Sullinger's hustle around the boards along with scoring positioned the C's to not just get back into the game but actually take over.
"He rebounded the ball well for them, he made a couple tough shots, a couple turn-arounds, he played well for them, but he has been," said Rockets head coach and former Celtics great Kevin McHale.

Although his play was dominant, but the play of Lee, Green and Jason Terry (3 points, 4 assists, 3 rebounds) was also key.

While it's not unusual for a second unit to come in and rescue the starters when they struggle, that wasn't really the case on Friday.

Boston's first group didn't play poorly. Not with Paul Pierce scoring a team-high 23 points to go with six rebounds, or Kevin Garnett tallying 17 points and eight hard-earned rebounds.

It's just that Boston's second unit for the most of the night, was better.

And when you're building towards becoming a complete team, it's a good thing to have nights like that from time to time.
"They've been huge for us in this winning streak," Pierce said. "They've been not only able to come in and sustain a lead, they've been able to come in and push the lead."

Bradley (Achilles) 'felt good' during return to Celtics lineup

Bradley (Achilles) 'felt good' during return to Celtics lineup

WALTHAM, Mass. – As the final horn blew in Boston’s 108-98 win over Charlotte on Monday night, the game was a win-win kind of night for Avery Bradley.

The Celtics (26-15) continue rolling over opponents at the TD Garden, and he played a relatively pain-free 33 minutes in the win.

It was Bradley’s first game back after missing the previous four with a strained right Achilles injury.

And the fact that he was back on the practice floor on Tuesday (be it a light practice, mind you), bodes well for his injury being a thing of the past now.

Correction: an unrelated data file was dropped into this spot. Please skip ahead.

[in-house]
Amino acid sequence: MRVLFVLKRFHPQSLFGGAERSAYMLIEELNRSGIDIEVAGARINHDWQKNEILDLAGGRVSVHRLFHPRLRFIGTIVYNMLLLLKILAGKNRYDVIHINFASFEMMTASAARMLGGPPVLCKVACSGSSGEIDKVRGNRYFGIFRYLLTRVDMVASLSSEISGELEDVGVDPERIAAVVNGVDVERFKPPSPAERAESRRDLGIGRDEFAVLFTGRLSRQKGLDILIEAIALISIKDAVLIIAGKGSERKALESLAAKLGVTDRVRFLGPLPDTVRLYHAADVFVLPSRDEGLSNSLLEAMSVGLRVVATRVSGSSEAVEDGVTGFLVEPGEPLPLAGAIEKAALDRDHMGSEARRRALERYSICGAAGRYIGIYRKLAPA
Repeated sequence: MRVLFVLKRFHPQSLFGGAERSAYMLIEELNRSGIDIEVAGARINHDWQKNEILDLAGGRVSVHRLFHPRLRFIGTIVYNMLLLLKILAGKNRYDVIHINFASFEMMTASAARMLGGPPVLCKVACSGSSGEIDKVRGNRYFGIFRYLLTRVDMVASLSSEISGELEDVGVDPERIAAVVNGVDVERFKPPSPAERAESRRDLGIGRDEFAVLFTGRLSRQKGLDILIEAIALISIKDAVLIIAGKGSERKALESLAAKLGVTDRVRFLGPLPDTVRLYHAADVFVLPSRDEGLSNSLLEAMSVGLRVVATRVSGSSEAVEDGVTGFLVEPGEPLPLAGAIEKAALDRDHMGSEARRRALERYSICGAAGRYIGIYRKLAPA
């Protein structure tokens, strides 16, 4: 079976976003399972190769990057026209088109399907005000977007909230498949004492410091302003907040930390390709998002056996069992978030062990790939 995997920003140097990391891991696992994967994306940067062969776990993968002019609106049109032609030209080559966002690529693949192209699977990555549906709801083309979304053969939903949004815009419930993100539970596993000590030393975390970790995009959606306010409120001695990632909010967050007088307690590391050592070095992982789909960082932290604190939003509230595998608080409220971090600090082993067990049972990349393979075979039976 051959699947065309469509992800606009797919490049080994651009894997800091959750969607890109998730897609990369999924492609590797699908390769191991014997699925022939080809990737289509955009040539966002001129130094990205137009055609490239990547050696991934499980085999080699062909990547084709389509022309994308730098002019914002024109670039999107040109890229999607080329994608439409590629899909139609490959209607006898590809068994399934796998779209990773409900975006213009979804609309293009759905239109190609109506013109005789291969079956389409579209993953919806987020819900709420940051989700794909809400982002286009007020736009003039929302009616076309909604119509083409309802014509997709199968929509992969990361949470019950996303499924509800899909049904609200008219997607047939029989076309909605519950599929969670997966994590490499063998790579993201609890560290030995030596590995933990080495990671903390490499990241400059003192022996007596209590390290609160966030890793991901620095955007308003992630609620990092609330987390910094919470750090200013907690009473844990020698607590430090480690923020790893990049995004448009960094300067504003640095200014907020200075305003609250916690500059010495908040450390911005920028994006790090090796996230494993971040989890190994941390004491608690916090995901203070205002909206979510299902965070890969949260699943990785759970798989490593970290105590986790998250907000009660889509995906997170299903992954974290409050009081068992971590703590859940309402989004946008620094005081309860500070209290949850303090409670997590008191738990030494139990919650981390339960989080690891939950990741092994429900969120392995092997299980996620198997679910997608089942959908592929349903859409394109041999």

“I felt good. It wasn’t sore at all in the game,” Bradley said. “I felt I was moving good. After the game I was a little sore and this morning, but otherwise I felt good.”

Despite Boston being 4-1 this season when Bradley doesn’t play, he has immense value to this Celtics team at both ends of the floor.

Offensively he has been Boston’s second-leading scorer most of this season and currently averages a career-high 17.7 points per game along with 6.9 rebounds which is also a career high.

And defensively, Bradley is coming off a season in which he was named to the NBA’s all-Defensive First Team for the first time.

Any questions or concerns about the Achilles affecting his play defensively were put to rest Monday night when he put the defensive clamps on Nicolas Batum who missed nine of his 11 shots from the field while primarily being guarded by Bradley.

Now his offense, that’s another story.

Bradley failed to reach double digits scoring for the first time this season as he missed seven of his nine shots on Monday to finish with just five points.

But part of that had to do with Bradley passing up shots he normally takes, as well as him missing some he normally knocks down.

Considering his lay-off and the rhythm his teammates have been in shooting the ball in his absence, Bradley wisely decided to get his defensive bearings on track and gradually bring his offensive game around. 

“I have to get my (shooting) rhythm back,” said Bradley who is making a career-best 40.9 percent of his 3-pointers this season. “I’m fine. I’m looking forward to tomorrow’s game.”